The Democratic letter gives HHS the opportunity to quickly answer the questions and move forward with the rule, while the GOP missive aims to stop it cold. All of the tussling takes place amid the implicit threat to attach a rider to legislation that would block the rule. If Republicans think they can do so without much Democratic opposition, there's little to stop them. Pelosi's alternate letter can be seen as an attempt to show there is division between the parties in how frightened they respectively are of the powerful lobbies at work here.
Pelosi encouraged her caucus to get behind the Neal letter to fend off the GOP attack. In fact, Pelosi’s office even helped with the letter: Democrats forgot to scrub their data from the document before circulating it, and an inspection of its properties reveals that it was last handled by a health policy fellow in Pelosi’s office.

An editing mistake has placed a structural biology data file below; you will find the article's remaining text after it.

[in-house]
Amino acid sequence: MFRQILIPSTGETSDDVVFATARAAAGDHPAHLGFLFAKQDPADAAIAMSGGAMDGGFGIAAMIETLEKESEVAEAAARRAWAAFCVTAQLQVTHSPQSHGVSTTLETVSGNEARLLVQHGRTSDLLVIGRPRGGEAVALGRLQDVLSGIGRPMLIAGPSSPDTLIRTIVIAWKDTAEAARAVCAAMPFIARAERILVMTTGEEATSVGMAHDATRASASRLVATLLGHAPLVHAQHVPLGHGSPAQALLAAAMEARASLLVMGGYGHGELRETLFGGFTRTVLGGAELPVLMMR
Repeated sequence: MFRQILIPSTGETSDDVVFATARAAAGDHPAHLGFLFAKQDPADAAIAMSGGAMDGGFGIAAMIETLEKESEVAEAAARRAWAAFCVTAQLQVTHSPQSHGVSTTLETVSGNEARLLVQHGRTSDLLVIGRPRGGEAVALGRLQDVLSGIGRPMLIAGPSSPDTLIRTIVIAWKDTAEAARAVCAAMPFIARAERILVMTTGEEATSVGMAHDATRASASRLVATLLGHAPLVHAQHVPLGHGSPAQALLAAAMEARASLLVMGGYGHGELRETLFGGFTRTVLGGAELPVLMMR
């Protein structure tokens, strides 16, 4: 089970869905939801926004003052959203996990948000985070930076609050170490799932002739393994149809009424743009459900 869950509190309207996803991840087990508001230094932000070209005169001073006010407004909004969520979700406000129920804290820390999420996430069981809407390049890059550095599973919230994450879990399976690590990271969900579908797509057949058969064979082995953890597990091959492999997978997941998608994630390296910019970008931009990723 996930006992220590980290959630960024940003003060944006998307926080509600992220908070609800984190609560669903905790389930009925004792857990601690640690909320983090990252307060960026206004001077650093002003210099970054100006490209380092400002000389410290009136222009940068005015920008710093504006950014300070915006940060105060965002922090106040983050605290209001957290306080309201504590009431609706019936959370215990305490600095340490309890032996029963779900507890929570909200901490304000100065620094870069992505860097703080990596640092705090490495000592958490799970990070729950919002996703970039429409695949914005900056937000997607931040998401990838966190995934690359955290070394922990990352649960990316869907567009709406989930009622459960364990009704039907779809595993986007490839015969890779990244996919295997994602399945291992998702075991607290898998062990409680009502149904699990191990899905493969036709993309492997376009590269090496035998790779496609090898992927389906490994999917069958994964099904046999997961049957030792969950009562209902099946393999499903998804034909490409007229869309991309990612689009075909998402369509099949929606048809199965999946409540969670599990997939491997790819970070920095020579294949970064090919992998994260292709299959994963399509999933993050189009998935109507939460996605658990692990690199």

The Republican letter simply asks for HHS to withdraw its new rule, citing "deep concerns."
Pushing an alternate letter is a strategy Pelosi has employed effectively before. When the administration wanted to issue a rule insisting that brokers have a fiduciary duty to clients, Republicans were in full-throated opposition, and Pelosi created a rival outlet for Democrats to go on record with their concerns. The rule went forward and a vote against it later on Thursday is expected to gather little Democratic support.
The Medicare drugs proposal is part of a larger push by the White House to tackle prescription drug costs, which are rising rapidly even as costs in other parts of the health care system have grown more slowly in recent years. The administration is limited in what it can do to ameliorate drug spending without new legislation, but convened a forum at the White House in November to air the issue and has issued a slate of smaller reforms.